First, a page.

The Norse Stories and Their Significance
At first sight, Norse stories appear to be a weird and wonderful collection of tales, illogical in sequence and with no coherent theme. Nevertheless, in Norse stories there is great depth of knowledge and, fragmentary they are, they are probably relics of old Mystery wisdom. They present a picture of evolution, of the creation and development of humankind and its connection with higher beings; they show the human being’s struggle with adverse powers, the fading of the old world conception and the birth of the ego which leads to new powers of perception.
In this booklet, one of the keynote experiences of the fourth-grade child is presented in compact but comprehensive form as study material for class teachers and other interested individuals. It provides a means of quickly recalling the adventures of the one-eyed Odin, wise leader of the gods, and his hot-blooded companion, Thor, as they grapple with the ever-unfolding mischief wrought by the cunning and treacherous Loki, leading to the powerful apocalyptic vision of Ragnarok.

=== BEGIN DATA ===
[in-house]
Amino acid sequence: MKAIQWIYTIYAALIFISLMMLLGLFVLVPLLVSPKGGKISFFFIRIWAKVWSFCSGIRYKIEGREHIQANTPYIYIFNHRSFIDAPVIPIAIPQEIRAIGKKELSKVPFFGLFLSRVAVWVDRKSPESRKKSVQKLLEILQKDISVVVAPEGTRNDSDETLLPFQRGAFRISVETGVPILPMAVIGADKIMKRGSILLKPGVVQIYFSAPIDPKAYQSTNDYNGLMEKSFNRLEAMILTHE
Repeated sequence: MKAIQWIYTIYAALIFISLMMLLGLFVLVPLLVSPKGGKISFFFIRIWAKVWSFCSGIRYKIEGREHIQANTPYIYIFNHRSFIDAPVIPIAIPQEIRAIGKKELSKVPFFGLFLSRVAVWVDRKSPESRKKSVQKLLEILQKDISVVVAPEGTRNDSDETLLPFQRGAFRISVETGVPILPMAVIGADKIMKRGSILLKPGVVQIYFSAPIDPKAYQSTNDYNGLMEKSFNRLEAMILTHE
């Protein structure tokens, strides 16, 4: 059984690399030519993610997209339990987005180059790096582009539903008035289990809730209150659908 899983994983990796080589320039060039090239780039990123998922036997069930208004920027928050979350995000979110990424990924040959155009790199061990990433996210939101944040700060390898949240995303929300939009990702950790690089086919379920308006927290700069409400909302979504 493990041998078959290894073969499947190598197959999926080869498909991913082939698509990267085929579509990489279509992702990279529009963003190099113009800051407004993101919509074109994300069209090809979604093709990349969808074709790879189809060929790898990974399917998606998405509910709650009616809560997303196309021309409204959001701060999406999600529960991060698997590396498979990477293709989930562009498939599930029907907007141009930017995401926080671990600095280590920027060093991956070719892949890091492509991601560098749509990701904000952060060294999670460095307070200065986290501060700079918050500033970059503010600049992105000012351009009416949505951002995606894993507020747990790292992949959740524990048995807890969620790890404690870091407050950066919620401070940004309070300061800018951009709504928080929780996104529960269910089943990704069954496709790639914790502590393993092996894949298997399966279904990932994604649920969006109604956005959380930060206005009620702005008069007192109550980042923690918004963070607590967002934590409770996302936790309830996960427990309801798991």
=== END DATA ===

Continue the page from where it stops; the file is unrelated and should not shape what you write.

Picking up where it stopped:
The summary accounts of each story are accompanied by Roy Wilkinson’s interpretations of the symbolism which bear the mark of his years of work in Anthroposophy and teaching in Steiner schools.
About the Author
Roy Wilkinson (1911– 2007) was an indefatigable teacher of children, lecturer, author, and inspirer of many people in the Waldorf movement in the UK and abroad, right up to his death at the age of 96.